In 1970 or thereabouts, the musical Hair came to Seattle. My boyfriend and I got tickets. My boyfriend was an amateur musician, and had done his own guitar arrangements for Let the Sunshine In, which he thought was pretty good – he often played it at parties. I loved to sing I Met a Boy Called Frank Mills, and although I had been told I had a good voice, I wasn’t as confident as my boyfriend, so I only sang at home, never at parties.
The night before we went to see Hair, I washed my own hair, and when it was still wet I braided it in tiny braids all over my head. At that time my hair hung nearly to my waist and it was my idea to have a huge honey-brown “Afro” type hairdo. Sure enough, the next day when my hair was dry and I undid the braids, my cloud of hair stood out about a foot from my face. It was a statement – of what, I’m not sure, but I was pleased with my appearance, which I augmented with dangly beaded earrings, a peasant style long dress, and a leather vest with fringes. On my face I wore no make-up, but I did wear my John Lennon-type wire-rimmed glasses. My boyfriend wore a headband around his hair, which was already curly and unruly, and hung to his shoulders. His vest had fringes too.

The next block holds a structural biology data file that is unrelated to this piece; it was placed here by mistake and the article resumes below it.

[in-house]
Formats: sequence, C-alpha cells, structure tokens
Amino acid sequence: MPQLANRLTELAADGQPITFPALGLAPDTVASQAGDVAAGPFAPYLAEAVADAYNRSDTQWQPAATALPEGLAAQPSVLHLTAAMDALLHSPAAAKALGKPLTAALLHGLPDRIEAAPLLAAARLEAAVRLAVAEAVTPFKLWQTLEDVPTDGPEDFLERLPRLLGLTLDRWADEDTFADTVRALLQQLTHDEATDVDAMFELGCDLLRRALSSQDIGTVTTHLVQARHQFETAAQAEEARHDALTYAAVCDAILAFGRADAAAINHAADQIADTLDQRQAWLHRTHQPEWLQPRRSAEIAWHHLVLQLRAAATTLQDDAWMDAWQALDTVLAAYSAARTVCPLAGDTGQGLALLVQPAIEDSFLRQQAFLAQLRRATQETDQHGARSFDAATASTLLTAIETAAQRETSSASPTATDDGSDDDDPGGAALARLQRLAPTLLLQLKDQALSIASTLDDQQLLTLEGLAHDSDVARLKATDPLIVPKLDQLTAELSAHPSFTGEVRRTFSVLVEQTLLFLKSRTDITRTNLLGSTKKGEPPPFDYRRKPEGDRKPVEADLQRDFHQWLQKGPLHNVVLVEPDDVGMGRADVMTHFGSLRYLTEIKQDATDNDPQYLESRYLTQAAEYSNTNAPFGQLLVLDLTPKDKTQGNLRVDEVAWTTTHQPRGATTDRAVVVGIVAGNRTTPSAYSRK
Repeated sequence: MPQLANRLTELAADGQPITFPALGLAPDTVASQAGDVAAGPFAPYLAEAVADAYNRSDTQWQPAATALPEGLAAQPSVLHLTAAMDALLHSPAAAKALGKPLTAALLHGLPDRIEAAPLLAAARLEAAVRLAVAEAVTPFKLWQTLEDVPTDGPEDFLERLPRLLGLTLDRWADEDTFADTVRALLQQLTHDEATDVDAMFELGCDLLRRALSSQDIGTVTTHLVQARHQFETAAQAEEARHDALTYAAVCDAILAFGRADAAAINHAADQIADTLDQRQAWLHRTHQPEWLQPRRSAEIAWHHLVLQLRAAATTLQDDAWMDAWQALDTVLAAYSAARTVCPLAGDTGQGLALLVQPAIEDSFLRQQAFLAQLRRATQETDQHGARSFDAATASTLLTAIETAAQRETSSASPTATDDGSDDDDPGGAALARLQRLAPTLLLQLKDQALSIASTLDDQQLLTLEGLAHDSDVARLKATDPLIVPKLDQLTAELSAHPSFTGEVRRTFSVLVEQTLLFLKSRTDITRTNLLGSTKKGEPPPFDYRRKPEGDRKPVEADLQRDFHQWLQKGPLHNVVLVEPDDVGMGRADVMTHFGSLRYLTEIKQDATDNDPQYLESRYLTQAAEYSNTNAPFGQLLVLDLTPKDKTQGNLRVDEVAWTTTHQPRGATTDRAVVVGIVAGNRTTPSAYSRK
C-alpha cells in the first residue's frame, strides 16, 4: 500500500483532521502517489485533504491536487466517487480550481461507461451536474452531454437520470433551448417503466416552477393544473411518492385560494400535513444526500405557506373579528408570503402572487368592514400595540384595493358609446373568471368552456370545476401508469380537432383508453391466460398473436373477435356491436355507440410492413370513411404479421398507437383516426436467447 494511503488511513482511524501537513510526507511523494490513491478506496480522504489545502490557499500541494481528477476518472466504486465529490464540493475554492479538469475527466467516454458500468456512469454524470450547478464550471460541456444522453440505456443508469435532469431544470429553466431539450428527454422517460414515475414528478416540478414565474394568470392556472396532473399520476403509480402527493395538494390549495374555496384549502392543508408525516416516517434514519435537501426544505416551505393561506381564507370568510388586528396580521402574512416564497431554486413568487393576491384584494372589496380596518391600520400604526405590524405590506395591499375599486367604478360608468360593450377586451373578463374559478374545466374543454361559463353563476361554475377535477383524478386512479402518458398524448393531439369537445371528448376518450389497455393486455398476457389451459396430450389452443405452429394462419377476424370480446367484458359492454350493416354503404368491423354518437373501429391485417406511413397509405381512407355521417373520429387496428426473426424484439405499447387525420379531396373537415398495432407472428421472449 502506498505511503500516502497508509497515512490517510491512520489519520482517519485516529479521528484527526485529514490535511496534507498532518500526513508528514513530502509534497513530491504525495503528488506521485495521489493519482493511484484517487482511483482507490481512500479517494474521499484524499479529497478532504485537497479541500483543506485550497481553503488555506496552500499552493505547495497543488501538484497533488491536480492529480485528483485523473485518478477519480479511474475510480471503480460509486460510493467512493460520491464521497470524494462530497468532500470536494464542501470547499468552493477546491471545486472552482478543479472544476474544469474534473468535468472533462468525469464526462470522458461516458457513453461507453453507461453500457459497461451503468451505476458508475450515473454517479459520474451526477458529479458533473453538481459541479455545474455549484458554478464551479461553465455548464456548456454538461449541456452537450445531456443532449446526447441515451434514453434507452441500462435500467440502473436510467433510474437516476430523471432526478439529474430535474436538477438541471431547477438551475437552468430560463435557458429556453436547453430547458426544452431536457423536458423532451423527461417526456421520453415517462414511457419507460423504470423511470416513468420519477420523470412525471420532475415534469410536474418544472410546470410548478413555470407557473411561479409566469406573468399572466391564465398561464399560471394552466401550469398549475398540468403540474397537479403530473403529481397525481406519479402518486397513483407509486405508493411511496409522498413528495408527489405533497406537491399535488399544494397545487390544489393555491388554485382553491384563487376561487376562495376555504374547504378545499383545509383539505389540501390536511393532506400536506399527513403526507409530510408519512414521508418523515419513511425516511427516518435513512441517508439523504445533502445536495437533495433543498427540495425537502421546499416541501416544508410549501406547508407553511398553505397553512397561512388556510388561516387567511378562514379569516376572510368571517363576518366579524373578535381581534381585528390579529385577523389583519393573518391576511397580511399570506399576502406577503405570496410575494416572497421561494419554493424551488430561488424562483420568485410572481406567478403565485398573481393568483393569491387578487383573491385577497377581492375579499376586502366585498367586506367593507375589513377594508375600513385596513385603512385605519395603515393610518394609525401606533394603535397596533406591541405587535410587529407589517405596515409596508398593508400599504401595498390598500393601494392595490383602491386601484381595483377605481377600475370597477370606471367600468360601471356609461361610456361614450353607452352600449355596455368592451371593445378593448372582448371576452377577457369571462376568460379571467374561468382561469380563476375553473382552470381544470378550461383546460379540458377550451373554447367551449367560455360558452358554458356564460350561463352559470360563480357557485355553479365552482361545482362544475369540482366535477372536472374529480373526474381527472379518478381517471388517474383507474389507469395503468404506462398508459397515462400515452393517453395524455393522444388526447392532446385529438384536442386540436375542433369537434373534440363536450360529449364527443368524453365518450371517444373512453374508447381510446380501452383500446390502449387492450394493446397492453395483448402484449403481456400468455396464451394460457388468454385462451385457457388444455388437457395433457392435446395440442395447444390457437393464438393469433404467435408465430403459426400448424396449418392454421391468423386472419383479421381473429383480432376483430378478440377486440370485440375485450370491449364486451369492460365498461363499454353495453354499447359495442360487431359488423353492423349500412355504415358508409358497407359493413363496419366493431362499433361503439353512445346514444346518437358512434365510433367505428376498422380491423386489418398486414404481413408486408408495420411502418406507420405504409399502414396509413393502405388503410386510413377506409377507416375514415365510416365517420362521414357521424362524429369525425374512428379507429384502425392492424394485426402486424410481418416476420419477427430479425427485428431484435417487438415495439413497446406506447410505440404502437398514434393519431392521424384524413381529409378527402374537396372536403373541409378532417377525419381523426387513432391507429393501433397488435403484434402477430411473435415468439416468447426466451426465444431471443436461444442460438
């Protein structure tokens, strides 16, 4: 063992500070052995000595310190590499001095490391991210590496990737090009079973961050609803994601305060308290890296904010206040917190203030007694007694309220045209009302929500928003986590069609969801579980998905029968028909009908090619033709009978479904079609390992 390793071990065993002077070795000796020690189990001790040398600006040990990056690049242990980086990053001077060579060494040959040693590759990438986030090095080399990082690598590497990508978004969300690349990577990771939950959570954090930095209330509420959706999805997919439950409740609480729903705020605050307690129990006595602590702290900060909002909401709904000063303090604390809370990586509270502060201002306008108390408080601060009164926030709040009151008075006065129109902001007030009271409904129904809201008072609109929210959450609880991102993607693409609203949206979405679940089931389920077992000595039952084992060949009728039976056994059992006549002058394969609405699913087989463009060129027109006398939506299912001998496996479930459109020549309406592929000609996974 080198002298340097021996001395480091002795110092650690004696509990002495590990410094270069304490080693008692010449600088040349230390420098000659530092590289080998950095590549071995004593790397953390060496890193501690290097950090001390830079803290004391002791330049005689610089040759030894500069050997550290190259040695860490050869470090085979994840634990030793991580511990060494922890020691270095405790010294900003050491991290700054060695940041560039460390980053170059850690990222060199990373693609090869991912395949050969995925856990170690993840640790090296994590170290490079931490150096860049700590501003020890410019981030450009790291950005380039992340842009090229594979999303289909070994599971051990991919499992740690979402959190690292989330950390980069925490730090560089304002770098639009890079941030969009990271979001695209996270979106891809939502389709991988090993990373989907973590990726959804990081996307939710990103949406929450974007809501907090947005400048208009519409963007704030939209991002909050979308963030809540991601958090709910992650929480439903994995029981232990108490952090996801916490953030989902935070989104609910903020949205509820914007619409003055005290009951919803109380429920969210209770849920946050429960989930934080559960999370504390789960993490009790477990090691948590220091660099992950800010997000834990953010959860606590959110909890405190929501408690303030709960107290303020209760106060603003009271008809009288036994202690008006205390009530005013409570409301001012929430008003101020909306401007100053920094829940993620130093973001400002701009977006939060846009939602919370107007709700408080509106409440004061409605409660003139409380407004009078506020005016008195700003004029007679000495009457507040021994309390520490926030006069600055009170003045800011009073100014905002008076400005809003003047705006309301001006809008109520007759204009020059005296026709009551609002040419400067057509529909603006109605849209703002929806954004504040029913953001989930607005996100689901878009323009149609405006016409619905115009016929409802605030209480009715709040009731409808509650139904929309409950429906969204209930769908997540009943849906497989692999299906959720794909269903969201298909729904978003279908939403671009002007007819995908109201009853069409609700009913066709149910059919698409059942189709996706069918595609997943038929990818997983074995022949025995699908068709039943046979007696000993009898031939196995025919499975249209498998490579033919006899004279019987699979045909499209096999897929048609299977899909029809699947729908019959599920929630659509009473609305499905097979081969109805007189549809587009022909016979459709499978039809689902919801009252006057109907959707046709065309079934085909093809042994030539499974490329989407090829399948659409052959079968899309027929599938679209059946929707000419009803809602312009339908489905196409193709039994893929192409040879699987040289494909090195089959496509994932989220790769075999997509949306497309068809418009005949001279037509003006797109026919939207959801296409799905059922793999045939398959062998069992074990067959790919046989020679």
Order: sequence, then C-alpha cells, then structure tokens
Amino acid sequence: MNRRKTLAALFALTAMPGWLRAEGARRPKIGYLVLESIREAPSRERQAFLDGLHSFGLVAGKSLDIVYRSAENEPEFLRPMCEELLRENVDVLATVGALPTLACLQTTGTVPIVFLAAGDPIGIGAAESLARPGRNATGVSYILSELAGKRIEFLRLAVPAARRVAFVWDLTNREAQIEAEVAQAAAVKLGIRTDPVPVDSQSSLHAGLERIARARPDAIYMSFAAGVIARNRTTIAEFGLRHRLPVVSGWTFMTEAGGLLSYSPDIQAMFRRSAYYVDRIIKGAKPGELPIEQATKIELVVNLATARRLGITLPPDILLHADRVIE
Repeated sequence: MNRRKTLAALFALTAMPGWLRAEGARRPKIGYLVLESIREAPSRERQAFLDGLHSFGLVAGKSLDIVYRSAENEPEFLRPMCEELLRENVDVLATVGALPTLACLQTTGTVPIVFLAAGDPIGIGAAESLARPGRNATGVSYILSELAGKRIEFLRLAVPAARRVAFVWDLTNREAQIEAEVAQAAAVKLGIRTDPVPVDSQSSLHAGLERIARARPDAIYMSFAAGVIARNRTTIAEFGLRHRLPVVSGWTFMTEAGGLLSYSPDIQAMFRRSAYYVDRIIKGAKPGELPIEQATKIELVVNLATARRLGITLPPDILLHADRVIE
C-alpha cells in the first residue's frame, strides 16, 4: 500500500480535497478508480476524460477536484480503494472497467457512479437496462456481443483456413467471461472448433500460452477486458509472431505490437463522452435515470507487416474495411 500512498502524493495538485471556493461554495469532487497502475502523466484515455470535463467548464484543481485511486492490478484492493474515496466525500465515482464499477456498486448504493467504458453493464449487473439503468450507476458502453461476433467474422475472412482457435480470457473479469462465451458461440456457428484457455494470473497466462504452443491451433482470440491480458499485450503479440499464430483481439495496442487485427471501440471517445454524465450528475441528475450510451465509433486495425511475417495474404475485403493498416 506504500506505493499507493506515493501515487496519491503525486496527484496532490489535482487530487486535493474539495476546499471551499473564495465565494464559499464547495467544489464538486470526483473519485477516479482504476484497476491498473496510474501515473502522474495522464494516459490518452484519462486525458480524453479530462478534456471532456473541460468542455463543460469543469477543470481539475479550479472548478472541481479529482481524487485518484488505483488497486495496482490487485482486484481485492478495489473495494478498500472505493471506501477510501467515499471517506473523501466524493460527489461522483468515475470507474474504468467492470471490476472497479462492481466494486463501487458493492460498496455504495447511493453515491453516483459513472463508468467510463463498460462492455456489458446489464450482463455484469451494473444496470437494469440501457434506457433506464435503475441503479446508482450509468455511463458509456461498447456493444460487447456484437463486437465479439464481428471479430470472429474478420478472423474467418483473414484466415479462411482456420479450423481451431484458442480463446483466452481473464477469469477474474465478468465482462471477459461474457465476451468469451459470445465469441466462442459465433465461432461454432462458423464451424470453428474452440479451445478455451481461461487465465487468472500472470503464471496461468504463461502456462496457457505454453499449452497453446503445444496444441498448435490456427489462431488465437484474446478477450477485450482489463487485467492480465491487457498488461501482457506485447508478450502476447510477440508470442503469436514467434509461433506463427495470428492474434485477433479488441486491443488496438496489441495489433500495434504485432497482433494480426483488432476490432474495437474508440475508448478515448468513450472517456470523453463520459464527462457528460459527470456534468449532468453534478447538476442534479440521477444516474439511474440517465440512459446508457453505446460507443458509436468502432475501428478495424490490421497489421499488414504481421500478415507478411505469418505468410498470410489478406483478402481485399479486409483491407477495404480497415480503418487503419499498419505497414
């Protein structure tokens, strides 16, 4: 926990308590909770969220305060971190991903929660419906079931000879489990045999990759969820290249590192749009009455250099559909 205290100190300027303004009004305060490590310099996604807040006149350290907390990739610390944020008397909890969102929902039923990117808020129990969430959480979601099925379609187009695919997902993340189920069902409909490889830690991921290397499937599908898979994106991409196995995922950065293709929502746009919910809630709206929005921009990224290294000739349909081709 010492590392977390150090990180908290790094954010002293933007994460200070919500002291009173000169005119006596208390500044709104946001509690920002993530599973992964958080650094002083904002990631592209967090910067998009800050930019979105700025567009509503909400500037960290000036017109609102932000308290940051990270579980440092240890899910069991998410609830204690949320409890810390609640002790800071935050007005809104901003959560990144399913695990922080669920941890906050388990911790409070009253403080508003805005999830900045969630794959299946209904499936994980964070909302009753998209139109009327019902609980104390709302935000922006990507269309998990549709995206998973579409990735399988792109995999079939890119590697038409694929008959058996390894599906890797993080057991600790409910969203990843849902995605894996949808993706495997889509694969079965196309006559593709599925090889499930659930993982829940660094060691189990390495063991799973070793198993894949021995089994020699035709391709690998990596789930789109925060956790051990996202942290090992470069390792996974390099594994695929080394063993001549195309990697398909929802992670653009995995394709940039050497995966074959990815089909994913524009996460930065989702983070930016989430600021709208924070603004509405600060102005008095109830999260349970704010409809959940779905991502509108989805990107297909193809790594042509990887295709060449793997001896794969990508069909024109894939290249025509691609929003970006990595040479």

Arriving at the theater, we stood in a huge crowd of excited hippies, most of them stoned out of their heads. I was totally straight and sober that night, because I thought I might be pregnant, and although I certainly didn’t look it, at heart I was responsible. It was a lonely feeling. But I loved the musical although its storyline was weak, and the famous nude scene was anti-climactic. The next day my hair wasn’t quite so beautiful so I washed it and thus ended my Afro style – way too much trouble. I wasn’t pregnant, either.